The Civil War touched just about everyone who lived in the United States at that time. Whether it was wives who watched their husbands march off to war, or children who waited in vain for their fathers to come back. The Civil War stamped both people and places with its mix of bravery and cowardice, elation and sorrow, hatred and forgiveness.
In 1861 Georgetown was primarily considered a Southern town. Slavery was legal and 90% of the population was from south of the Mason-Dixon Line. After the fall of Fort Sumter, President Lincoln took quick steps to ensure Georgetown's southern aspirations would not be realized, especially considering its proximity to the Capitol.
With the arrival of northern troops, many of Georgetown's southern sympathizers, or "secesh", crossed over into Virginia. By July of 1861, many thought the first battle, about to be fought in Manassas, Virginia, would end the war. The citizens got caught up in the carnival atmosphere that arose around the battle. Merchants seized the opportunity by selling spyglasses, maps, and even canes that turned into chairs to the people that wanted to see the skirmish.
The realization set in that this was not going to be a quick war. The government turned several Georgetown houses and businesses into hospitals and morgues. Georgetowners were divided into Northern and Southern sympathizers. Each side lived in fear of retribution for its loyalties. The following tour will point out some of the sites involved in the famous clash between North and South.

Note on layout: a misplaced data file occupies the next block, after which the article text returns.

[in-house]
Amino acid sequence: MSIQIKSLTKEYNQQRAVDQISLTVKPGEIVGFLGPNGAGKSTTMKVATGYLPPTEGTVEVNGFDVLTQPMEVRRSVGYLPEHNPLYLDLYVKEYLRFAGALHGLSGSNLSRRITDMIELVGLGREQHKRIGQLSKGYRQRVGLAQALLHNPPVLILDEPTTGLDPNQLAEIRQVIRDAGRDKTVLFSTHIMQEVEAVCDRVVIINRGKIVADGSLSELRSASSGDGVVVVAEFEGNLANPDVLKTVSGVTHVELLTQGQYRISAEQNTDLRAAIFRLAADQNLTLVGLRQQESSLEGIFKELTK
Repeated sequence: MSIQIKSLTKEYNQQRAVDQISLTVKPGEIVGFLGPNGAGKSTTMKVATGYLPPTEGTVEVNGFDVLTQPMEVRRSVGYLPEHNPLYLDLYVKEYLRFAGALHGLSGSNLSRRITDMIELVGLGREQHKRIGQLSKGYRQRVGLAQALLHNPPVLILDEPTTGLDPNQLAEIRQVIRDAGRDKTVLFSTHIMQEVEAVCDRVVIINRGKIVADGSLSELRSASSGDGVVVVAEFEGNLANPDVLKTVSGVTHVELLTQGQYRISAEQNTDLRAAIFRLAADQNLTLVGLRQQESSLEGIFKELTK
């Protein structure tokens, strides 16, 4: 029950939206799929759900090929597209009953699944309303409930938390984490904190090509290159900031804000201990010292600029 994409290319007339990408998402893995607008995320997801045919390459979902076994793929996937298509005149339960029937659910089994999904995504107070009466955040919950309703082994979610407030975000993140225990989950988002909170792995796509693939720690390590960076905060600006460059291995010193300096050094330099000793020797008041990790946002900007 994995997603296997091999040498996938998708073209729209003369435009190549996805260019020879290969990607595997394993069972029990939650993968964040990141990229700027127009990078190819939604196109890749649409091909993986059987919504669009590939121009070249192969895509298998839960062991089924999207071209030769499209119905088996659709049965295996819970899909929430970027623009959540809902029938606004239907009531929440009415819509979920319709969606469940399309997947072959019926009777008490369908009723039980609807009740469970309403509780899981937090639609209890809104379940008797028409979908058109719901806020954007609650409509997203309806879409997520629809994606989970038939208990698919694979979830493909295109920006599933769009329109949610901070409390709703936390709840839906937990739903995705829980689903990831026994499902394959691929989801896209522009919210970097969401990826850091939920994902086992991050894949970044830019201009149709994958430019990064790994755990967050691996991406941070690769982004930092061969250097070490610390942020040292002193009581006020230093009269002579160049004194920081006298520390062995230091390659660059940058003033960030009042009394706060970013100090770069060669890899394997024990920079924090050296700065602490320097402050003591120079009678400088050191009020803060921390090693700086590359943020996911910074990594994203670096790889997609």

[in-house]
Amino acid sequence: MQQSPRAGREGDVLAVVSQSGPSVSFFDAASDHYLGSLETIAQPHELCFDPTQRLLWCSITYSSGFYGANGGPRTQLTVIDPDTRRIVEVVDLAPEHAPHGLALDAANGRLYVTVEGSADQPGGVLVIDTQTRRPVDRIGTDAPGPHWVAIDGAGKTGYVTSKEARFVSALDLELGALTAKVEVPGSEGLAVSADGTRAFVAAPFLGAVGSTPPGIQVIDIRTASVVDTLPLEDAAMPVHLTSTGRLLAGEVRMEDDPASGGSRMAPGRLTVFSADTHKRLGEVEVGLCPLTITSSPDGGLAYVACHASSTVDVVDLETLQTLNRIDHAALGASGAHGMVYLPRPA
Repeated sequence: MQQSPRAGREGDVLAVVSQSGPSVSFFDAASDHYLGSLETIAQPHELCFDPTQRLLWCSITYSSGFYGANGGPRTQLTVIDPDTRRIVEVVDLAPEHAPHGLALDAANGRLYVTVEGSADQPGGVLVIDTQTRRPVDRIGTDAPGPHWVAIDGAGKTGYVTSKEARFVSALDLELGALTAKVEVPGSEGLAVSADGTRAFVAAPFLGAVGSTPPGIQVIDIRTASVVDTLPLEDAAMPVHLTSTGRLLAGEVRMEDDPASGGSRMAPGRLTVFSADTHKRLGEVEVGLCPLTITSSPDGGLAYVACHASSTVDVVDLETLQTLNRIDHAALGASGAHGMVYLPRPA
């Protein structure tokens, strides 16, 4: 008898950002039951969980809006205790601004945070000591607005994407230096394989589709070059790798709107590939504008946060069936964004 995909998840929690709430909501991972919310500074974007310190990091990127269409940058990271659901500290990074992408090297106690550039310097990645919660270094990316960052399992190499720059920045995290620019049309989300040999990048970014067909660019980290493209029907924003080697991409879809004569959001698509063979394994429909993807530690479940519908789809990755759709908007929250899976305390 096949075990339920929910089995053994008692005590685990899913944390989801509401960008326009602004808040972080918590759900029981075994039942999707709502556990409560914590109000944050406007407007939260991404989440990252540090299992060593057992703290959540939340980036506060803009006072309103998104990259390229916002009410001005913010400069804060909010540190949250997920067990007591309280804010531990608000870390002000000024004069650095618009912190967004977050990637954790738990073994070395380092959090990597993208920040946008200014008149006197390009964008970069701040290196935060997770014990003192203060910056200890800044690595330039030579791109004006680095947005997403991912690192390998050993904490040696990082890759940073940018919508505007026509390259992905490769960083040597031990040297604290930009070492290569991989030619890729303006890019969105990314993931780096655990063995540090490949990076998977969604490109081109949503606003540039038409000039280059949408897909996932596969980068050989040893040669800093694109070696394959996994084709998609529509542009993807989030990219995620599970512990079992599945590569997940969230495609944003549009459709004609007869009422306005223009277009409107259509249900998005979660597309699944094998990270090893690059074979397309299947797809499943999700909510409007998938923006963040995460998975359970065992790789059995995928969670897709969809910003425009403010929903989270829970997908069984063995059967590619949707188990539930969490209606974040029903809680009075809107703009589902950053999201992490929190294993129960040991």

Reference address: 2929 M St NW, Washington, DC 20007 Walking directions: From the Visitor Center turn left onto 30th street. Take 30th Street a half block up to M Street. Cross M Street heading up 30th street. Pause on the corner across from the Bank.
Reference address: 3116 O St NW, Washington, DC 20007 Walking directions: From Wheatley Row, walk towards 31st St NW. Walk along 31st St NW towards Dumbarton St NW. Cross Dumbarton St NW and continue walking along 31st St NW until you get to the corner of O St NW and 31st. You'll see the brick building of the church.
Reference address: 1258 Wisconsin Ave NW, Washington, DC 20007 Walking directions: From the Christ Episcopal Church, walk back towards the intersection of 31st St NW and N St NW. Turn right onto N St NW and begin walking towards Wisconsin Ave. You'll see a gray building towards the left on Wisconsin Ave. It is currently the department store, the GAP. This is the former Forrest Hall.
Reference address: 3133 Dumbarton St NW, Washington, DC 20007 Walking directions: From the Forrest Hall building on the corner of Wisconsin Ave NW and N St NW, walk north towards Dumbarton St NW. Turn right onto Dumbarton St NW. After walking a few feet, look to your left for the church.
Reference address: 3108 P St NW, Washington, DC 20007 Walking directions: From Dumbarton United Methodist Church, continue walking along Dumbarton St NW towards 31st St NW. Turn left onto 31st St NW and continue north towards O St NW. Cross O St NW and continue walking north on 31st St NW towars P St NW. At the intersection of P St NW and 31st St NW, turn left onto P St NW. After walking a few feet, you'll find 3108 P St NW.
Reference address: 1644 31st St NW, Washington, DC 20007 Walking directions: Walk back to the intersection of 31st St NW and P St NW. Continue north onto 31st St NW. Cross Q St NW until you see the gardens to your left. You'll find the entrance of Tudor Place at the black steel gates. Tudorplace.org
Reference address: 3238 R St NW Washington, District of Columbia Walking directions: From Tudor Place, continue walking north on 31st St NW towards R St NW. Turn left onto R St NW and continue walking west. Continue walking past 32nd St NW on R St NW. You'll see the large house and property of 3238 R St NW on the left.